Microparticles as mediators of high glucose-induced toxicity in d | 57543
Journal of Clinical Toxicology

Journal of Clinical Toxicology
Open Access

ISSN: 2161-0495

+44 7868 792050

Microparticles as mediators of high glucose-induced toxicity in diabetic nephropathy

15th Euro Global Summit on Toxicology and Applied Pharmacology

July 02-04, 2018 | Berlin, Germany

Shankar Munusamy, Sreenithya Ravindran, Mazhar Pasha and Abdelali Agouni

Drake University, USA
Qatar University, Qatar

Posters & Accepted Abstracts: J Clinic Toxicol

Abstract :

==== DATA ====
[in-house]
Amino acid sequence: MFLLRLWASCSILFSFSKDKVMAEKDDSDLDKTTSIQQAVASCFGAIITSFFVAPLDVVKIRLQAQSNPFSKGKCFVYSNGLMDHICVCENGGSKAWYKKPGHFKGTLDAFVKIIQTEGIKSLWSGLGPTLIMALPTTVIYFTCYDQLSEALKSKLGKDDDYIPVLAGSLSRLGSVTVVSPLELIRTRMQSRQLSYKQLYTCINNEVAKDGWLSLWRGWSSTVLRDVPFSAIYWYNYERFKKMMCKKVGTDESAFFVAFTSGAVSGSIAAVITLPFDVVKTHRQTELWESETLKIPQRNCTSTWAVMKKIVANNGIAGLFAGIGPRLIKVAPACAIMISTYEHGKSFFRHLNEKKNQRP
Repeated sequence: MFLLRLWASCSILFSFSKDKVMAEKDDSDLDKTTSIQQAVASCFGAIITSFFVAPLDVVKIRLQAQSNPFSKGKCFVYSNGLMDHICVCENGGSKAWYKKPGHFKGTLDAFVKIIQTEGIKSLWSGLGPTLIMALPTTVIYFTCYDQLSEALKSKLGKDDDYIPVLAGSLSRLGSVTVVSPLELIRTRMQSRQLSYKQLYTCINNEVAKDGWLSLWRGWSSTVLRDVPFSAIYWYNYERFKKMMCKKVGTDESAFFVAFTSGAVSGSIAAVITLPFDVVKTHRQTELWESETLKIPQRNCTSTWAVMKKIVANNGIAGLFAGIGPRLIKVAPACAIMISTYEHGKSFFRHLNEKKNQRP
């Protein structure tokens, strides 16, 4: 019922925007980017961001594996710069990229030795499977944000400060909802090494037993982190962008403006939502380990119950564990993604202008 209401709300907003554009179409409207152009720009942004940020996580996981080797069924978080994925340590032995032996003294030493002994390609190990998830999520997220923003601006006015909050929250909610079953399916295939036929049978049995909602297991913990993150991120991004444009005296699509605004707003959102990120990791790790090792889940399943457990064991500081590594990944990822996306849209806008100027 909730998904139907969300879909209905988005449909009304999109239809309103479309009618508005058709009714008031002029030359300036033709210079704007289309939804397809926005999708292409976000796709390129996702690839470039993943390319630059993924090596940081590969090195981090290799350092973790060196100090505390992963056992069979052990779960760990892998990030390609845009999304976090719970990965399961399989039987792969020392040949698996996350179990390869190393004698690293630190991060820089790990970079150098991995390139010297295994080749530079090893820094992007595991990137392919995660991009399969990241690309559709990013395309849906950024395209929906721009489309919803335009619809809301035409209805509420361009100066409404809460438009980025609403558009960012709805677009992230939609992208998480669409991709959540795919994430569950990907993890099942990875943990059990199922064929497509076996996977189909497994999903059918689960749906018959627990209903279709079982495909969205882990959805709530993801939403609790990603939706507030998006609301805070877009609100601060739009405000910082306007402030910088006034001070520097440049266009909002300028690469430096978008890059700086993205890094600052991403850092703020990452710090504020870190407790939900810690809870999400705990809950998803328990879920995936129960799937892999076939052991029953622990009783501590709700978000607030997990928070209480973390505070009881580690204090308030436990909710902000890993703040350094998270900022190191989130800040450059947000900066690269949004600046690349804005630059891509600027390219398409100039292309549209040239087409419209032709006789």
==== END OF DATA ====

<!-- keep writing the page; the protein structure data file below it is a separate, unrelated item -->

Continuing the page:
Diabetic nephropathy (DN) is the most common cause of chronic kidney disease and end-stage renal disease worldwide. Sustained hyperglycemia or high glucose levels act as noxious stimuli and initiate several maladaptive signaling pathways such as endoplasmic reticulum (ER) stress, epithelial-mesenchymal transition (EMT) and mammalian target of rapamycin (mTOR), which are thought to play a major role in the etiology of DN. Nevertheless, the secondary mediators of hyperglycemiainduced renal injury are poorly understood. Microparticles (MPs), which are small vesicles containing bioactive signals shed by cells upon activation or during apoptosis, are elevated in diabetes and identified as biomarkers in DN. However, the role of MPs in the pathophysiology of DN remains unclear. In this study, we examined the effect of MPs shed from renal proximal tubular cells (RPTCs) exposed to high glucose conditions on na?¯ve RPTCs in vitro. RPTCs exposed to high glucose-derived MPs showed increased levels of phosphorylated forms of eIF2?± (an ER stress marker) and 4-EBP1 (a downstream target of mTOR). Moreover, a 1.3-fold increase in the expression of EMT marker ?±-SMA and a 1.6-fold increase in the levels of phosphorylated SMAD2 (a marker of transforming growth factor-beta signaling implicated in renal fibrosis) was observed in RPTCs treated with MPs. Together, our studies indicate that MPs do not alter the viability but induce ER stress and EMT and activate mTOR signaling in RPTCs. Thus, we conclude that MPs serve as mediators of pathologic cell signaling and contribute to fibrosis of RPTCs under high glucose conditions. Pharmacological interventions targeted to inhibit generation of MPs from renal cells might serve as an effective therapeutic strategy to prevent renal fibrosis and the progression of renal disease in patients with diabetes.